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Devotional Reading

What is “devotional” reading of the Bible?

“Open my eyes, that I may see wondrous things from Your law.” (Psalm 119:18, NKJV) 

Today is December 31, my final day of reading through the Bible in a year*, something I’ve done for the bulk of my Christian life. There is a certain satisfaction to completing the course and a marked anticipation to beginning anew the daily reading of God’s Word. 

As a pastor who preached weekly, much of my time in the Bible required a deep dive. Reading and praying over a text. Exploring the original languages. Consulting commentaries. Reflecting, refining, and relaying. In other words, preaching required rigorous study with an eye to communication. 

My reading through the Bible in a year, however, is different. It’s devotional rather than didactic, personal rather than pastoral. My goal is not to study the text, although that happens as the Spirit opens my eyes to content, context, and connections. These observations may lead to teaching occasions. 

But my goal in daily Bible reading is devotional. I meet with God to open His Word and I open my heart to receive it. I see His character and His hand as I read – His might, providence, love, wisdom, mercy worked out in His dealings with His people. Seeing that, I respond with a continuous sense of wonder, punctuated with words of praise or thanks or lament. 

Sometimes the Spirit will arrest my reading and lead me to reflect on a passage or a word or a phrase. But it’s never academic. Devotional reading is intensely personal and formational. The Spirit leads me to examine myself and to press probing questions. 

Where He convicts me of sin, righteousness, and judgment, He shows me Jesus. In fact, I see Jesus throughout, every day, no matter what part of the Bible I am reading at the time. In the multiple sacrifices for sin in Leviticus, I see Jesus and thank God that He is the sacrifice for all my sin, unintentional and intentional. In the genealogies of Chronicles, I see the covenant faithfulness of God that perseveres through the Exile and will culminate in Jesus.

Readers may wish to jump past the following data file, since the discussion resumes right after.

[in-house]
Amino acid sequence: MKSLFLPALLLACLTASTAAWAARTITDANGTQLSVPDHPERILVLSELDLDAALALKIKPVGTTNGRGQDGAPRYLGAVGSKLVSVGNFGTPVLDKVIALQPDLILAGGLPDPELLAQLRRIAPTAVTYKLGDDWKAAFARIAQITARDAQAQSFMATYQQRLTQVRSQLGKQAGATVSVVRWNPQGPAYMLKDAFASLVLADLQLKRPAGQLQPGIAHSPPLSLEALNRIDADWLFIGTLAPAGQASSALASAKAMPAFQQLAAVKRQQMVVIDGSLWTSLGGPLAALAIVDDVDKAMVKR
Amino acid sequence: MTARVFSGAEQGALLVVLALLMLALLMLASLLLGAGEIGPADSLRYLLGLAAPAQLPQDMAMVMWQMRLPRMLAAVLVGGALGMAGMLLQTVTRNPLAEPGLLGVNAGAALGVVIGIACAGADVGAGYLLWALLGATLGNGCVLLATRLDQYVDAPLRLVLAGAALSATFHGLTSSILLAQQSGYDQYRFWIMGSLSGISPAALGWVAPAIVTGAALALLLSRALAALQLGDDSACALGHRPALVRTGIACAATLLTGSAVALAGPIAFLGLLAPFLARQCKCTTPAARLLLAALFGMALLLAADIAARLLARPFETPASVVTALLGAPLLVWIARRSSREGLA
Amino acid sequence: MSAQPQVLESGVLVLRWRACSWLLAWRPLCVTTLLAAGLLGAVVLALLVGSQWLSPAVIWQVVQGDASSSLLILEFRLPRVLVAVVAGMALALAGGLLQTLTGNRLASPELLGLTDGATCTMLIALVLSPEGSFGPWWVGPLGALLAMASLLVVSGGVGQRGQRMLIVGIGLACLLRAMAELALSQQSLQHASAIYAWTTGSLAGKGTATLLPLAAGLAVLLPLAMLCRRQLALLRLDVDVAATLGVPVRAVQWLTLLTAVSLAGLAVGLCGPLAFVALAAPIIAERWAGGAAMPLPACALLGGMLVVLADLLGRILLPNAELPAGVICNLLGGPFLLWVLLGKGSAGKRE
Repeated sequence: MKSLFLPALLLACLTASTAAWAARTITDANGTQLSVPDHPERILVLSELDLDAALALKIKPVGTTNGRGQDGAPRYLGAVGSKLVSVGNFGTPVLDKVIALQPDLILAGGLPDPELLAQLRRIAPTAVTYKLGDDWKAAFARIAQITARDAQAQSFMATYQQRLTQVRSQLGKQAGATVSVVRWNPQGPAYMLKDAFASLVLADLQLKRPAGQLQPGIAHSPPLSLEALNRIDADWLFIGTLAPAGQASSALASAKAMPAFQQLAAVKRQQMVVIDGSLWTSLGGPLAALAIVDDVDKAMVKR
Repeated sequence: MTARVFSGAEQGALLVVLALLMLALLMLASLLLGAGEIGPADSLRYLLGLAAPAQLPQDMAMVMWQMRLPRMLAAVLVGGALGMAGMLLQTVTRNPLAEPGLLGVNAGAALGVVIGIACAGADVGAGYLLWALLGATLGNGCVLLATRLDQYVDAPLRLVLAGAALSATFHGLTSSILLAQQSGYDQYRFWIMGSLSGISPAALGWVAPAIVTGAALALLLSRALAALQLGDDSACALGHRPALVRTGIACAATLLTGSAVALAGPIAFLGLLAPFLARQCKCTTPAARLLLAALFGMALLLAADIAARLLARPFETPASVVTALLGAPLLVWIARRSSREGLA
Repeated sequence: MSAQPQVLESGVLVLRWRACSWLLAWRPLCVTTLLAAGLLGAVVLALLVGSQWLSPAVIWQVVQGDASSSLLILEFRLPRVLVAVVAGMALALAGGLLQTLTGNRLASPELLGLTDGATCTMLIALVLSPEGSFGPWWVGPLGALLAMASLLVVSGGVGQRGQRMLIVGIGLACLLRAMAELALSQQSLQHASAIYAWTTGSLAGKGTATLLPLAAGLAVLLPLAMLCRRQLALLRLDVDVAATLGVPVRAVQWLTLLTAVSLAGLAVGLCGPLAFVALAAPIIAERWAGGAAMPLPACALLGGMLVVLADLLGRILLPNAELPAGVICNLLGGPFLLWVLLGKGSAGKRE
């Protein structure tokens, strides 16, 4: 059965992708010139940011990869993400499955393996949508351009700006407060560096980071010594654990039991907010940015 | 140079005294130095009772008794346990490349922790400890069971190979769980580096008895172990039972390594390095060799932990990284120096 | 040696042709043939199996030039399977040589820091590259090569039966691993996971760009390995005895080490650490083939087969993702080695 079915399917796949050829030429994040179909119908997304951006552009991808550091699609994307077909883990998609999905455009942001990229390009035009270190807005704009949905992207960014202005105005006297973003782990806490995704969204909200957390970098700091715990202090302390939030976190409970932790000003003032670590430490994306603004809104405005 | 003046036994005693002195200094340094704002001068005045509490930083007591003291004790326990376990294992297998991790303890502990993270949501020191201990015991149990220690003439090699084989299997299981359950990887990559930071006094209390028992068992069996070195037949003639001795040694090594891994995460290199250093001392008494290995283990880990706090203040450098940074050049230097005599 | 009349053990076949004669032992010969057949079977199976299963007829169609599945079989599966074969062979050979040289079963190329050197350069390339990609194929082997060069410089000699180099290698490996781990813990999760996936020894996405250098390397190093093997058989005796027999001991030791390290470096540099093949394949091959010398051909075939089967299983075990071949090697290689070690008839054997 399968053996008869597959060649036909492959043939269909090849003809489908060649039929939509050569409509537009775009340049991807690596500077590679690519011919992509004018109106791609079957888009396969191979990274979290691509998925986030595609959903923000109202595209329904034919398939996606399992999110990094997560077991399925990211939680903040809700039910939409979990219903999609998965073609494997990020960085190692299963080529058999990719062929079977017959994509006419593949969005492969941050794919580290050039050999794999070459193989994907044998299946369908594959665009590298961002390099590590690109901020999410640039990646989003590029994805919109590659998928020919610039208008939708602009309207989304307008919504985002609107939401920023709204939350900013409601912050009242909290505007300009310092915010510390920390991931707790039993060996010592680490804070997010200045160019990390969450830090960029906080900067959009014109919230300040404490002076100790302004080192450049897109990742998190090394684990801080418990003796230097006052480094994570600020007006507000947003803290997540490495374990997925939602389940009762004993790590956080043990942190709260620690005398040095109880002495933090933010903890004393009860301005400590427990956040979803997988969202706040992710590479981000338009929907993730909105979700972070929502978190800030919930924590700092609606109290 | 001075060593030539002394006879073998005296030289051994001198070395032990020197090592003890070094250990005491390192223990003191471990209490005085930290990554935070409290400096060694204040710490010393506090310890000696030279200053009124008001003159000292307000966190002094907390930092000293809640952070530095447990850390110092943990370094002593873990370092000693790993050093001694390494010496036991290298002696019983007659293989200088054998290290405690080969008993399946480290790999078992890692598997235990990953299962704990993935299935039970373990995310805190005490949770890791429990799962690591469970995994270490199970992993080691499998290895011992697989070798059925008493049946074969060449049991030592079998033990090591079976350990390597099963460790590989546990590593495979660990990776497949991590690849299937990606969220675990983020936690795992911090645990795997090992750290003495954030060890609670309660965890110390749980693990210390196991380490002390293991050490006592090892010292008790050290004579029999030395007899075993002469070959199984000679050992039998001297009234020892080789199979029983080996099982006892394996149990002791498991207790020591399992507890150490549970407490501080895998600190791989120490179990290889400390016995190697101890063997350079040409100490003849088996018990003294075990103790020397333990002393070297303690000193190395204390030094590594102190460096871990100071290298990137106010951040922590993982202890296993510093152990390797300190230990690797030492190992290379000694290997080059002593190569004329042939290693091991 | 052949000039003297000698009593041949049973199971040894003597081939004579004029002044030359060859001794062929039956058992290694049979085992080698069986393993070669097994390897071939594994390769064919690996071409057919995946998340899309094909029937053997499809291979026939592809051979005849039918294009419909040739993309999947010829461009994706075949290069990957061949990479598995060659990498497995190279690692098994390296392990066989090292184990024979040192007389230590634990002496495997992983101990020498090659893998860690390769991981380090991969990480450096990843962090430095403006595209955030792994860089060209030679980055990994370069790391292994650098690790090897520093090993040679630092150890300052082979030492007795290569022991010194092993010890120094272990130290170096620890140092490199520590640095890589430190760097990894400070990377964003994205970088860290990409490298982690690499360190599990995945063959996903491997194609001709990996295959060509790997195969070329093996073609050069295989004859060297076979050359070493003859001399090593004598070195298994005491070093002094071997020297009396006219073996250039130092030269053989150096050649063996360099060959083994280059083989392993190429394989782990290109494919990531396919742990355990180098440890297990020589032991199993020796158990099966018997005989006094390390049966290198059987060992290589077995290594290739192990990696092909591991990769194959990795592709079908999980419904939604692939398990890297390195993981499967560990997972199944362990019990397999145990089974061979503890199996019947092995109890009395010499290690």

As I read of the history of God’s dealing with His people, I am gripped by constant reminders of my own unfaithfulness and the constant reminder that God remains faithful, a strong cable of promise that stretches from Genesis through Revelation. 

I don’t read through the Bible for knowledge particularly, although I will come across something I hadn’t noticed before or perhaps had forgotten. I read devotionally, that is, devoutly in communion with the true and living God whose word it is, and devotedly to Him who has taken me for Himself. In reading, I am reminded, refreshed, nourished, and renewed in the grace and knowledge of my Lord Jesus Christ. 

Tomorrow, January 1, I will take my 20-ounce morning coffee, settle in my recliner, and turn to Genesis 1 to begin another year of meeting with my God devotionally around the Word He has given that I might know Him and marvel at His doings. 

* I typically use the One-Year Bible (ESV, NKJV, NASB, or NIV) that is nicely arranged in daily readings from the Old Testament, New Testament, Psalms (2x), Proverbs. 

For Reflection

  1. How does daily Bible reading satisfy our longing for God and renewal in the grace and knowledge of our Lord Jesus Christ?
  2. What is “devotional” reading of the Bible?
  3. What plan will you put in place to help you spend time in God’s Word this year? 

“Heavenly Father, grant me a hunger for the knowledge of you and a thirst after righteousness. In these, show me Jesus.”

Stan Gale

Stanley D. Gale (MDiv Westminster, DMin Covenant) has pastored churches in Maryland and Pennsylvania for over 30 years. He is the author of several books, including A Vine-Ripened Life: Spiritual Fruitfulness through Abiding in Christ and The Christian’s Creed: Embracing the Apostolic Faith. He has been married to his wife, Linda, since 1975. They have four children and nine grandchildren. He lives in West Chester, Pa.
Books by Stan Gale

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